The music in the video is Led Zeppelin and the song: Moby Dick.
Click the image to see more about about Led Zeppelin and the CD (at Amazon)

…NetBeans TV, that is. The short screencast I created on using NetBeans, Ruby and rb-appscript to control scriptable applications on a Mac can now be seen on! If you aren’t familiar with, it is a popular extension of the site, focused on connecting the people, projects and technologies surrounding NetBeans.

Rob Demmer from the NetBeans team contacted me about posting the video on I’m all for spreading the word in the developer community and if the video I created can play even a small part in helping to reach a few more developers or otherwise introduce a new technology to this audience, count me in.

As far as, there are several sections to the site: Interviews, Community, News, Screencasts and On the Road. The last section is quite interesting as it is a video diary of sorts that chronicles the days and nights of two guys traveling around the world meeting NetBeans developers (which sounds like a great job, if you can get it). It’s an interesting website, definitely worth a look.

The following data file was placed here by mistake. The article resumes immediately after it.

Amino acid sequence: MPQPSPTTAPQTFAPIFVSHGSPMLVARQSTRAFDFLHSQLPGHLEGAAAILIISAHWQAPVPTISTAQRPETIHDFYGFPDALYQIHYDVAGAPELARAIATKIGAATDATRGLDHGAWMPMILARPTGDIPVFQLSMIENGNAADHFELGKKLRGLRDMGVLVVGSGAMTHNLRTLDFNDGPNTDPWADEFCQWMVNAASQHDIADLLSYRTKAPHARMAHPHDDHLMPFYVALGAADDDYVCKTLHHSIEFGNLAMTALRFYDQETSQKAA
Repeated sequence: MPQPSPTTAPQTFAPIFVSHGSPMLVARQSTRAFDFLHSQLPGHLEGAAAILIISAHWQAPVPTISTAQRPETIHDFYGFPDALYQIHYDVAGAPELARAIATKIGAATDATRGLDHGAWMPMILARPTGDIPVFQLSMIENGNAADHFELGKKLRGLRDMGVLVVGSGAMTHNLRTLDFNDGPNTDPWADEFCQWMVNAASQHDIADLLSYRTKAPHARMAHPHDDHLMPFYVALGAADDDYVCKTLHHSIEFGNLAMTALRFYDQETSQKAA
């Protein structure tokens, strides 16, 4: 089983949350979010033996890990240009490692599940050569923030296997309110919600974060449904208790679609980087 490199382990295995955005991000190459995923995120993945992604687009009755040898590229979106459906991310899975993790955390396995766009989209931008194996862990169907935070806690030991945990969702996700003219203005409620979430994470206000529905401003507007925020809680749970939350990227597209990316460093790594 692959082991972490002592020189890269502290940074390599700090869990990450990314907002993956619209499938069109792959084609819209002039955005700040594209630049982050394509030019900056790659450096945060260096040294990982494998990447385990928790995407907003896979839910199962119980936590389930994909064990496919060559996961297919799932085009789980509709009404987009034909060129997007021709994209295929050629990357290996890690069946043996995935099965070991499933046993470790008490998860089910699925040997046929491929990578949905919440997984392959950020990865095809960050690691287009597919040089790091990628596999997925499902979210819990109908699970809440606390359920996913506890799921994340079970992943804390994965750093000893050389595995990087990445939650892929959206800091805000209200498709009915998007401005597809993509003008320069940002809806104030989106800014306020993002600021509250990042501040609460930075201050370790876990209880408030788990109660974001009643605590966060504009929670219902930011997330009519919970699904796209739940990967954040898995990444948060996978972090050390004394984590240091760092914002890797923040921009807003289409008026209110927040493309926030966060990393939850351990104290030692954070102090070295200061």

If you would like to watch the video, as it appears on the site, click the image below:

What do NetBeans, Ruby and AppleScript have in common? There’s a circular definition of sorts to explain…to start, all are tools available to developers working on Mac. Next, NetBeans has full support for creating, debugging and packaging Ruby code. And finally, Ruby (with the right tools in place) can be used within NetBeans to control scriptable applications on a Mac, something which is typically accomplished using AppleScript.

In this post I’ll describe more about how all these tools come together to provide an interesting approach for using Ruby as an alternative to AppleScript, and working with NetBeans as the development environment for writing and building those same applications.

The screencast that follows will walk you through all the steps to download the tools you’ll need, build from source a scripting bridge (rb-appscript) for Ruby to AppleScript, and finally, create several short examples to demonstrate how you can use Ruby, from within NetBeans to control scriptable applications.

For more information, follow these links:

If you are interested to learn more about using Ruby as an alternative to AppleScript, I’ve written as series of posts you can find here: Part 1, Part 2, Part 3, Part 4, Part 5, Part 6

If you write an interesting application in NetBeans, using Ruby and rb-appscript, drop me a note, as I’d like to post several good examples showing the interaction of all these tools.

As an aside, NetBeans is sponsoring a blogging contest for the 6.1 Beta. If you are interested in learning more, visit the NetBeans Blogging Contest. And who knows, you could walk away with one of ten $500 American Express gift certificates!